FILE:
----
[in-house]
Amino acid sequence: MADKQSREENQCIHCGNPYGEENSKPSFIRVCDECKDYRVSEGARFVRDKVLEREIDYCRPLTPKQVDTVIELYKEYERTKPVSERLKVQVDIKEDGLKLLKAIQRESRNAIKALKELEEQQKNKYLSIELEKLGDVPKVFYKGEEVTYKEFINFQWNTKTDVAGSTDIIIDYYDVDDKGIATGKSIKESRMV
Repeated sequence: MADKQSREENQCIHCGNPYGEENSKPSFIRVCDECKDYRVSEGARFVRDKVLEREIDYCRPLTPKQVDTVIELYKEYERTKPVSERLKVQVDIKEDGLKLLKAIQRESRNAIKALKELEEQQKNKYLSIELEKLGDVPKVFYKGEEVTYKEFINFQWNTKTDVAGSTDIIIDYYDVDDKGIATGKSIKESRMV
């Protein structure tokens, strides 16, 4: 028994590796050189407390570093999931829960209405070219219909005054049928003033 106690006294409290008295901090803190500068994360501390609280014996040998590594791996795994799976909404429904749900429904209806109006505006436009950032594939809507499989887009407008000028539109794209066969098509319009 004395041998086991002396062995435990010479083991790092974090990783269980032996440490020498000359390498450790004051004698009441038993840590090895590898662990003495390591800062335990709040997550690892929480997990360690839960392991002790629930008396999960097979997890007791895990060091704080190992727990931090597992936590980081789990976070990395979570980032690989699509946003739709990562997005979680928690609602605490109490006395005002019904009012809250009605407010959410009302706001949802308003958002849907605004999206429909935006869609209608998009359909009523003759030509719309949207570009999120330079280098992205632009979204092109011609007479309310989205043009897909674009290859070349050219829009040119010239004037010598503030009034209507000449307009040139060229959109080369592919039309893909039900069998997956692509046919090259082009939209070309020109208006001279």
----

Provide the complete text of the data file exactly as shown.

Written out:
[in-house]
Amino acid sequence: MADKQSREENQCIHCGNPYGEENSKPSFIRVCDECKDYRVSEGARFVRDKVLEREIDYCRPLTPKQVDTVIELYKEYERTKPVSERLKVQVDIKEDGLKLLKAIQRESRNAIKALKELEEQQKNKYLSIELEKLGDVPKVFYKGEEVTYKEFINFQWNTKTDVAGSTDIIIDYYDVDDKGIATGKSIKESRMV
Repeated sequence: MADKQSREENQCIHCGNPYGEENSKPSFIRVCDECKDYRVSEGARFVRDKVLEREIDYCRPLTPKQVDTVIELYKEYERTKPVSERLKVQVDIKEDGLKLLKAIQRESRNAIKALKELEEQQKNKYLSIELEKLGDVPKVFYKGEEVTYKEFINFQWNTKTDVAGSTDIIIDYYDVDDKGIATGKSIKESRMV
């Protein structure tokens, strides 16, 4: 028994590796050189407390570093999931829960209405070219219909005054049928003033 106690006294409290008295901090803190500068994360501390609280014996040998590594791996795994799976909404429904749900429904209806109006505006436009950032594939809507499989887009407008000028539109794209066969098509319009 004395041998086991002396062995435990010479083991790092974090990783269980032996440490020498000359390498450790004051004698009441038993840590090895590898662990003495390591800062335990709040997550690892929480997990360690839960392991002790629930008396999960097979997890007791895990060091704080190992727990931090597992936590980081789990976070990395979570980032690989699509946003739709990562997005979680928690609602605490109490006395005002019904009012809250009605407010959410009302706001949802308003958002849907605004999206429909935006869609209608998009359909009523003759030509719309949207570009999120330079280098992205632009979204092109011609007479309310989205043009897909674009290859070349050219829009040119010239004037010598503030009034209507000449307009040139060229959109080369592919039309893909039900069998997956692509046919090259082009939209070309020109208006001279």